influence of parents and society.

The
Argument from Instinct is based on the proposition that, since most cultures of the
world believe in the supernatural, that proves it exists. But the argument overlooks the fact
that their definitions of God contradict each other and that, since all human brains are
wired the same way, they are therefore subject to the same misperceptions. Paul Kurtz
calls it the "Transcendental Temptation."

The
Argument from Immortality is a circular argument which assumes that, because
people would
like to live forever, that proves they do, and since they are immortal, that
proves the existence of God. The problem is that despite occasional reports of ghosts,
there is no reliable evidence for life after death.

The
Argument from Miracles, ignores the fact that it is much more probable that a report
is mistaken than that the laws of nature were temporarily suspended in one small pocket
of the universe just to accommodate somebody's wishes.

The
Argument from ESP says that scientific experiments have proven conclusively the
existence of some sort of survival after death. But close investigation into putative
"psychic phenomena" has always shown such studies to be flawed at best or, more often,
fraudulent.

When all attempts at "logical" arguments have been proven false, believers habitually
retreat to the
Argument from Faith – which contends that even science admits nothing
can be proved with certainty, so it's unfair to require proof of religious doctrines. To
believe
without evidence, or even in spite of evidence to the contrary, requires great
courage, they say – for which one would be rewarded in the afterlife. This is just a
semantic shell-game which shifts the definition of "faith" from the scientific meaning of
"cautious confidence" to the ecclesiastical implication of "blind prejudice."

At this point, defenders of any faith generally resort to
Pascal's Wager. This is the
pragmatic contention that, since we cannot prove whether "religion" is true or not, it would
be safer to hedge one's bets and assume it to be true – since there is everything to gain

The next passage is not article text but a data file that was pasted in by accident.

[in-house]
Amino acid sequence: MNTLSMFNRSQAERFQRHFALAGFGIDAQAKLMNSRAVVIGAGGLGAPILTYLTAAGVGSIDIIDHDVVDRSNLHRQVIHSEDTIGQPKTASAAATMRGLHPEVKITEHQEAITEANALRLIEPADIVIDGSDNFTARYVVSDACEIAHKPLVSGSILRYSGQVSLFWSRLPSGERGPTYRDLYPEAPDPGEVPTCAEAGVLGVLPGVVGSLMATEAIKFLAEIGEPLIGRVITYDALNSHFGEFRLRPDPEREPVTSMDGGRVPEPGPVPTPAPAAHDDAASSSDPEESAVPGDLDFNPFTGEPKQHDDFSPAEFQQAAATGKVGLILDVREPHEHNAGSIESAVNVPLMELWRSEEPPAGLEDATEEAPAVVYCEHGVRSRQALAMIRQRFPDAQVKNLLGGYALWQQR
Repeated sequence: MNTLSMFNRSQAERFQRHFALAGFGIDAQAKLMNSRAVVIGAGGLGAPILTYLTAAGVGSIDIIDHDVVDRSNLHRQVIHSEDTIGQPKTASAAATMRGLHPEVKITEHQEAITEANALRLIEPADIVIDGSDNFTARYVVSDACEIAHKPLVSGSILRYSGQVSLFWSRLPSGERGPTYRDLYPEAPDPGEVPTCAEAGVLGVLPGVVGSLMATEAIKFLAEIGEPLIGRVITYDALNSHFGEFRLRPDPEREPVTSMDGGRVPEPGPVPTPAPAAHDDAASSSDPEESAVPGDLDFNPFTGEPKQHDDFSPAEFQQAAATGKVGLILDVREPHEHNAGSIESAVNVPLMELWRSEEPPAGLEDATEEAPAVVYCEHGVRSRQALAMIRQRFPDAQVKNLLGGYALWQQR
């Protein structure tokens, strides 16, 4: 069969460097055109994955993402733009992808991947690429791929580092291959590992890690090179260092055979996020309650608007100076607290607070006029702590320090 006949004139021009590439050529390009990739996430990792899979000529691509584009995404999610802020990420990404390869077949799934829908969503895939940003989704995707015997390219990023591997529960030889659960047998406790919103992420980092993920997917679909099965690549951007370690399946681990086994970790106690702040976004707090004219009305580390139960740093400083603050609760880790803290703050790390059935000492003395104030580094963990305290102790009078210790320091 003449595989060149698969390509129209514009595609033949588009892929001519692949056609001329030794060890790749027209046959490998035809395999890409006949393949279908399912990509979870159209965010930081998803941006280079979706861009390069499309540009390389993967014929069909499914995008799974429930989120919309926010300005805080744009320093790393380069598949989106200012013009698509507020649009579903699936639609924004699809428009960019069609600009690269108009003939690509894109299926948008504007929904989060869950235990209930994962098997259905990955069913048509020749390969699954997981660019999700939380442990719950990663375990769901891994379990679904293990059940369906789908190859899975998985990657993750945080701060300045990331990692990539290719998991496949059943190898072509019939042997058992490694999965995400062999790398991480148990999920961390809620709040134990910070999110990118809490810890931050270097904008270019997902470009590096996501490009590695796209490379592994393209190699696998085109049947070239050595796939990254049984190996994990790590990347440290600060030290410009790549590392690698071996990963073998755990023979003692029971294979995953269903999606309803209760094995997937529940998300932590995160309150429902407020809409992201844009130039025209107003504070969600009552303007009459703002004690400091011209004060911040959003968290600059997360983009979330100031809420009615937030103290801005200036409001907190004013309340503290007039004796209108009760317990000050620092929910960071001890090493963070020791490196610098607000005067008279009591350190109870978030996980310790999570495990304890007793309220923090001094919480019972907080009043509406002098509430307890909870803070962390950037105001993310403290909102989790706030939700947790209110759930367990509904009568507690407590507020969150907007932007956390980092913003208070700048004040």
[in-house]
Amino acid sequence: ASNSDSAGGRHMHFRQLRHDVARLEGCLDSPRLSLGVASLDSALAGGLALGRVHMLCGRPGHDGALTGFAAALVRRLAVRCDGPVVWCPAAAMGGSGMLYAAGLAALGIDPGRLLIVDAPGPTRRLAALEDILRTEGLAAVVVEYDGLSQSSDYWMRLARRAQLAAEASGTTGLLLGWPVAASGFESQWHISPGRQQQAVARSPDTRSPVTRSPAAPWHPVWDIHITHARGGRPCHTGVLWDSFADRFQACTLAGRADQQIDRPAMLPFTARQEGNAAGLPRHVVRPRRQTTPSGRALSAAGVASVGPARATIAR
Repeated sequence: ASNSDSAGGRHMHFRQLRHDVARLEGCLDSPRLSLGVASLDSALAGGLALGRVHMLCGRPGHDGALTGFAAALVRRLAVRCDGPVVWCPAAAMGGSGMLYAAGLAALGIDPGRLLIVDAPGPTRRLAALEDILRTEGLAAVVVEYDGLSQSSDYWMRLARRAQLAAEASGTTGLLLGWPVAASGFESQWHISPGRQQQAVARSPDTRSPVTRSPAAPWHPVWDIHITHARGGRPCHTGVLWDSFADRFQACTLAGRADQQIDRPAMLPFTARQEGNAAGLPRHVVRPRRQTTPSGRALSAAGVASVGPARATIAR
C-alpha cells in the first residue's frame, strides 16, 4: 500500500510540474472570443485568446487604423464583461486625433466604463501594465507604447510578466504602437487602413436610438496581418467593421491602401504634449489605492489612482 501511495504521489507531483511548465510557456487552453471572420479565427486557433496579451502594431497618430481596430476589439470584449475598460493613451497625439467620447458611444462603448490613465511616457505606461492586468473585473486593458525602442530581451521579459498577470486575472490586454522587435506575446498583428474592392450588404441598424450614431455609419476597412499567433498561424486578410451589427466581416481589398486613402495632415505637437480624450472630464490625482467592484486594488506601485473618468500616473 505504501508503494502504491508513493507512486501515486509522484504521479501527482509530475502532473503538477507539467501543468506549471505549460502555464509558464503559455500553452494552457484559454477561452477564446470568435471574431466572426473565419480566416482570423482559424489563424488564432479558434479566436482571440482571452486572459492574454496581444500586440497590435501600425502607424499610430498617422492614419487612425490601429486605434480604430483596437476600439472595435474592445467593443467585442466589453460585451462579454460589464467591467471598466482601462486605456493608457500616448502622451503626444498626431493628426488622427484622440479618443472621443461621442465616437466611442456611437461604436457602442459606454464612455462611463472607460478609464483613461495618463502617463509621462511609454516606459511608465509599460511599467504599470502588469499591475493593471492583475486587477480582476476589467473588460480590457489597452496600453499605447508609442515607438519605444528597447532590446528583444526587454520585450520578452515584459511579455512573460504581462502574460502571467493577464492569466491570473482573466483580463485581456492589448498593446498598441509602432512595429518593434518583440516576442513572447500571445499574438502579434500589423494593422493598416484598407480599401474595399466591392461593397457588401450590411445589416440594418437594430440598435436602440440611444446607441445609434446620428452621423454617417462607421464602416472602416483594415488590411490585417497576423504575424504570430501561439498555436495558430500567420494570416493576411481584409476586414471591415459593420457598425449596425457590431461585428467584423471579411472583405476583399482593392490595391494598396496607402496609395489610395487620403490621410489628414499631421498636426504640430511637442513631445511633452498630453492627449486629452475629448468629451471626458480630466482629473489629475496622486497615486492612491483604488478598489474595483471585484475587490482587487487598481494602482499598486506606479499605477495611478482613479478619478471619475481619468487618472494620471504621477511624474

and nothing to lose. The problem with this argument is that it assumes there is only one
choice – ignoring the fact that
all religions make the same claim, and that if you arbitrarily
select any one of them you are in equal danger of being condemned by all the rest. So it
is not a question of "yes" or "no," but of "which one" – out of an infinite number of mutually
contradictory claims.

Finally, a theist may admit that he cannot
prove the existence of God, but WE cannot
prove his NON-existence. It is true that no one can prove the non-existence of something
that can't even be defined in the first place. But as Percy Byshee Shelly pointed out, we
can prove that the traditional Western concepts of God are self-contradictory:

1. If God wants us to love him, as preachers claim, then why does he not show himself?

2. If God is all good, then why do preachers say we should “fear” him?

3. If, as they say, he is omniscient, then what is the point of prayer?

4. If he is omnipresent, then why are we supposed to go to a church to worship him?

5. If he is all-powerful, then why does he permit blasphemy and heresy?

6. If he is just, then why claim that man, whom he created full of faults, should be punished
for them?

7. If we can only be good by the “grace of God,” as some preachers claim, then why
should we be rewarded for it?

8. If God gave us a brain to distinguish us from animals, then why should we be punished
for using it?

9. If, indeed, this human brain was designed by God, then why would he design it in such
a way that only immature people believe in tales of the supernatural, while the most
intelligent understand that such mythological creatures are absurd?

10. If God not only created hell, but is omnipotent as well, then how could he be absolved
from its administration?

11. If God is omniscient, then he knows everything that will happen in the future; and if he
knows what will happen in the future, then he is powerless to change it; and if he cannot
change it, then he is not omnipotent.

12 Finally, if God is “inconceivable,” then why should we be concerned with him in the
first place?

I think I have now demonstrated that belief in an anthropomorphic, supernatural “god” is
irrational, and that anyone who believes in such a god CANNOT legitimately lay claim to
the label of “Freethinker.”

Thank you.
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Can a Theist be a Freethinker?
by Milt Timmons
[Ten minute opening statement in debate with a minister at Freethinkers
Toastmasters on Easter Sunday, April 23, 2000]
Post Script:

The minister didn't even attempt to rebut any of my opening statement, he simply
took that opportunity to preach a traditional Easter sermon to the captive
audience -- and ran way past his time limit.